There are two broad courses of action an employee may take, depending on the circumstances, to seek compensation for a hostile work environment in New Jersey. One possibility is to file a claim with the New Jersey Division on Civil Rights (DCR), which may be able to help you resolve the issue through a process called “meditation.” Depending on how your claim is evaluated, the DCR may transmit the case to the Office of Administrative Law (OAL), at which point a hearing before an Administrative Law Judge (ALJ) will be scheduled.

An alternate possibility, depending on the circumstances, is to file a lawsuit in court with help from your New Jersey workplace harassment lawyer. Critically, your case must be brought within two years of the date on which the harassment allegedly occurred, or you will lose your ability to recover compensation. Depending on the specifics of your case, you may be entitled to an array of “damages,” or compensation, including compensatory damages, which are meant to compensate financial losses, and potentially punitive damages, which are sometimes available in cases where the defendant’s actions are egregious or malicious, being designed to punish the defendant.

New Jersey Employment Law Attorneys Can Help You File a Claim or Lawsuit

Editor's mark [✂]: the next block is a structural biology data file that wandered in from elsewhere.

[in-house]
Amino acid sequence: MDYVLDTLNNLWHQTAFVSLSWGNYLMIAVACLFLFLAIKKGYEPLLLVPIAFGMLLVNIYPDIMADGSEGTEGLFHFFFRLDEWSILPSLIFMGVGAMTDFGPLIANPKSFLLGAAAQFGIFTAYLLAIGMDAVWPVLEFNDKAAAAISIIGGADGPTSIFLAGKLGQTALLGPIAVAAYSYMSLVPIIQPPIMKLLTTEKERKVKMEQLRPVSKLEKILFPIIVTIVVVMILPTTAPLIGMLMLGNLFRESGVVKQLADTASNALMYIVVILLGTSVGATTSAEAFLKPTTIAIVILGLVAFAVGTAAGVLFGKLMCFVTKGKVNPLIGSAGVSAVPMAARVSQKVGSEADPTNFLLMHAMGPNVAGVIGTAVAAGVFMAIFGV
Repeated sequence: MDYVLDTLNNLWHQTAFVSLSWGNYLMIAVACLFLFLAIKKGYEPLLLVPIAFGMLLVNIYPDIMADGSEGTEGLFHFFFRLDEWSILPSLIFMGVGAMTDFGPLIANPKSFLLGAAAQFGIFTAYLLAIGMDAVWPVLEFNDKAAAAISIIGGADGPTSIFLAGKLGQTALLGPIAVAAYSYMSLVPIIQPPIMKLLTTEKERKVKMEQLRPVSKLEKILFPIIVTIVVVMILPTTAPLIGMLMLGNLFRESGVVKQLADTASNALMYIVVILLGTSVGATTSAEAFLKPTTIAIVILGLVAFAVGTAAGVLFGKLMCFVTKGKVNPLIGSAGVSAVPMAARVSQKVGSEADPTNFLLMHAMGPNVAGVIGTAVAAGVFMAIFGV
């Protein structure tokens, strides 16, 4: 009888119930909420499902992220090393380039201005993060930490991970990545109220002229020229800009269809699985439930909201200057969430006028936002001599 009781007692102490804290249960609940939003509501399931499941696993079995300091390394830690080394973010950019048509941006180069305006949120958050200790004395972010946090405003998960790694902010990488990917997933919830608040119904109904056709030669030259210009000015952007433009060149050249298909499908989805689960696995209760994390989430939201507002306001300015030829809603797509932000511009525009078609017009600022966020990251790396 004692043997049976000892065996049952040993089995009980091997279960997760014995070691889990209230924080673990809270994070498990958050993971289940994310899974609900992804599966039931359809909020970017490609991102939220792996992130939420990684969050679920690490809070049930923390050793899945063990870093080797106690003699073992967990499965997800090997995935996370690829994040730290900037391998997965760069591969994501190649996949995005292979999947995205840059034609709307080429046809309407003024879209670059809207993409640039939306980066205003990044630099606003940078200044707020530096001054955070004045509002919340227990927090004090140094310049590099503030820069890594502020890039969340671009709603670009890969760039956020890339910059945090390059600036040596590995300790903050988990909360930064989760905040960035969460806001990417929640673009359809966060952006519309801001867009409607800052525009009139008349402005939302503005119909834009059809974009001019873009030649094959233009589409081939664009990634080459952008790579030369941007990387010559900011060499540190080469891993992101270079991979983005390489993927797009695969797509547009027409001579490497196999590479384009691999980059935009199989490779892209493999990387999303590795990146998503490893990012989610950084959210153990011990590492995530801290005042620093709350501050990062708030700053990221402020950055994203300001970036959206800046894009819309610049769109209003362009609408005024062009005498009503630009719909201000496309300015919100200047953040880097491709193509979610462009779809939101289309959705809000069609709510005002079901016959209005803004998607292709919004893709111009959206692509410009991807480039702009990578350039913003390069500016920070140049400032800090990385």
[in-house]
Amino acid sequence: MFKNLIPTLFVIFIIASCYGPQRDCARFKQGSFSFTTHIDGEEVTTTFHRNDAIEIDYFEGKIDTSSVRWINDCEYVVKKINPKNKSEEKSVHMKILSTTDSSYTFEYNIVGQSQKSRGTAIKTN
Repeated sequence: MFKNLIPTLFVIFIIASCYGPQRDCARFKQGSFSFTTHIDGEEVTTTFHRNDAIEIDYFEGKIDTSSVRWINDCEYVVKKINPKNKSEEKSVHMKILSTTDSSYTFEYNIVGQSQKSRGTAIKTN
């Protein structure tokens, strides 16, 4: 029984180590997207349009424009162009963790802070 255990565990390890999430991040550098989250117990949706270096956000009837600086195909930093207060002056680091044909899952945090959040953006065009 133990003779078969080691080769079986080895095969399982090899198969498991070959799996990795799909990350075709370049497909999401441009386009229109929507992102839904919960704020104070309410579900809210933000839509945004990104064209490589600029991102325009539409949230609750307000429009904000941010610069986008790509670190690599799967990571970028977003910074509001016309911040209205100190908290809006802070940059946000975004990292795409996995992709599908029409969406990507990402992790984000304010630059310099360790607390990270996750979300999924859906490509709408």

Filing a claim or lawsuit for a hostile work environment can be a daunting and complex process, particularly if you are not sure whether your employer’s actions constitute a violation of state or federal laws. However, you do not have to sort through your rights, responsibilities, or legal options without assistance.

The skilled and knowledgeable Northern NJ employment lawyer at the Law Offices of Usmaan Sleemi have extensive experience representing employees in hostile work environment claims against S corporations, C corporations, partnerships, limited liability companies (LLCs), and other types of business entities in the Northern New Jersey region. We can help you determine whether you have a case, and if so, provide aggressive representation while guiding you through the legal process. For a free consultation concerning a hostile work environment claim in New Jersey, contact the Law Offices of Usmaan Sleemi at (973) 866-9415 today.